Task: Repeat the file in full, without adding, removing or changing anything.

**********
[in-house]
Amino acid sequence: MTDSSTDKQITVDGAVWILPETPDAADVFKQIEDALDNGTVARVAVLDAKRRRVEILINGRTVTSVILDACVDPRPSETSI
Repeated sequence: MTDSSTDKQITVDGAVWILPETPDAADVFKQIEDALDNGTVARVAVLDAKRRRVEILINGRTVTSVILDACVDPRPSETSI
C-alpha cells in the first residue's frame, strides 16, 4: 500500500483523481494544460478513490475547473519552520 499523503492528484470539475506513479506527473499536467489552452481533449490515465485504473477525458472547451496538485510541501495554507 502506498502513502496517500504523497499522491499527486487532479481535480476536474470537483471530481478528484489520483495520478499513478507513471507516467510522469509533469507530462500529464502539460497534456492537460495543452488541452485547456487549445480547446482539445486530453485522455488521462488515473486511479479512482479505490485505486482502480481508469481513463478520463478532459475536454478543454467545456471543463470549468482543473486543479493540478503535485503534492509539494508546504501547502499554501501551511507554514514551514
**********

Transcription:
[in-house]
Amino acid sequence: MTDSSTDKQITVDGAVWILPETPDAADVFKQIEDALDNGTVARVAVLDAKRRRVEILINGRTVTSVILDACVDPRPSETSI
Repeated sequence: MTDSSTDKQITVDGAVWILPETPDAADVFKQIEDALDNGTVARVAVLDAKRRRVEILINGRTVTSVILDACVDPRPSETSI
C-alpha cells in the first residue's frame, strides 16, 4: 500500500483523481494544460478513490475547473519552520 499523503492528484470539475506513479506527473499536467489552452481533449490515465485504473477525458472547451496538485510541501495554507 502506498502513502496517500504523497499522491499527486487532479481535480476536474470537483471530481478528484489520483495520478499513478507513471507516467510522469509533469507530462500529464502539460497534456492537460495543452488541452485547456487549445480547446482539445486530453485522455488521462488515473486511479479512482479505490485505486482502480481508469481513463478520463478532459475536454478543454467545456471543463470549468482543473486543479493540478503535485503534492509539494508546504501547502499554501501551511507554514514551514